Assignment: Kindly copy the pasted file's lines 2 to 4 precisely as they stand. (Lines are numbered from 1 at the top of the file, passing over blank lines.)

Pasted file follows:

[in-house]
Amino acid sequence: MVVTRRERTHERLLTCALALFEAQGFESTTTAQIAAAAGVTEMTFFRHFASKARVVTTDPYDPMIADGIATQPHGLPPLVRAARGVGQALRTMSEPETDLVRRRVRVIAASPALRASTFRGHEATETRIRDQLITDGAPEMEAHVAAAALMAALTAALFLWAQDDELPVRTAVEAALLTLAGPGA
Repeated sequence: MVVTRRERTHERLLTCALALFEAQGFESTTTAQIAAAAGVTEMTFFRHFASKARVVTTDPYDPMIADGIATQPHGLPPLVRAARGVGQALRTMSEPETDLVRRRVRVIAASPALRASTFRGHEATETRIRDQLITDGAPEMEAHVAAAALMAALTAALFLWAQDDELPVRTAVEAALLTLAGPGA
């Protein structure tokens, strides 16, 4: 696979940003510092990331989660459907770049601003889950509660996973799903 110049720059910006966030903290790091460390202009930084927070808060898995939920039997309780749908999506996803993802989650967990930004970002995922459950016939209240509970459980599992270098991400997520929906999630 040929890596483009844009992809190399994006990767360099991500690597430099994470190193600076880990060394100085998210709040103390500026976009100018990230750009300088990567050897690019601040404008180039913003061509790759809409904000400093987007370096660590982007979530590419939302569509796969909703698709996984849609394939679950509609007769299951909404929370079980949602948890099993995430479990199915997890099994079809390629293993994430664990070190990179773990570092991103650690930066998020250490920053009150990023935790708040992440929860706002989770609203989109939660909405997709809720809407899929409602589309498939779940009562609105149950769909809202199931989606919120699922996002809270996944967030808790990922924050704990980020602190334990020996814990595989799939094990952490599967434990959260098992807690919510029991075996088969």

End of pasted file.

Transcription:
Amino acid sequence: MVVTRRERTHERLLTCALALFEAQGFESTTTAQIAAAAGVTEMTFFRHFASKARVVTTDPYDPMIADGIATQPHGLPPLVRAARGVGQALRTMSEPETDLVRRRVRVIAASPALRASTFRGHEATETRIRDQLITDGAPEMEAHVAAAALMAALTAALFLWAQDDELPVRTAVEAALLTLAGPGA
Repeated sequence: MVVTRRERTHERLLTCALALFEAQGFESTTTAQIAAAAGVTEMTFFRHFASKARVVTTDPYDPMIADGIATQPHGLPPLVRAARGVGQALRTMSEPETDLVRRRVRVIAASPALRASTFRGHEATETRIRDQLITDGAPEMEAHVAAAALMAALTAALFLWAQDDELPVRTAVEAALLTLAGPGA
């Protein structure tokens, strides 16, 4: 696979940003510092990331989660459907770049601003889950509660996973799903 110049720059910006966030903290790091460390202009930084927070808060898995939920039997309780749908999506996803993802989650967990930004970002995922459950016939209240509970459980599992270098991400997520929906999630 040929890596483009844009992809190399994006990767360099991500690597430099994470190193600076880990060394100085998210709040103390500026976009100018990230750009300088990567050897690019601040404008180039913003061509790759809409904000400093987007370096660590982007979530590419939302569509796969909703698709996984849609394939679950509609007769299951909404929370079980949602948890099993995430479990199915997890099994079809390629293993994430664990070190990179773990570092991103650690930066998020250490920053009150990023935790708040992440929860706002989770609203989109939660909405997709809720809407899929409602589309498939779940009562609105149950769909809202199931989606919120699922996002809270996944967030808790990922924050704990980020602190334990020996814990595989799939094990952490599967434990959260098992807690919510029991075996088969």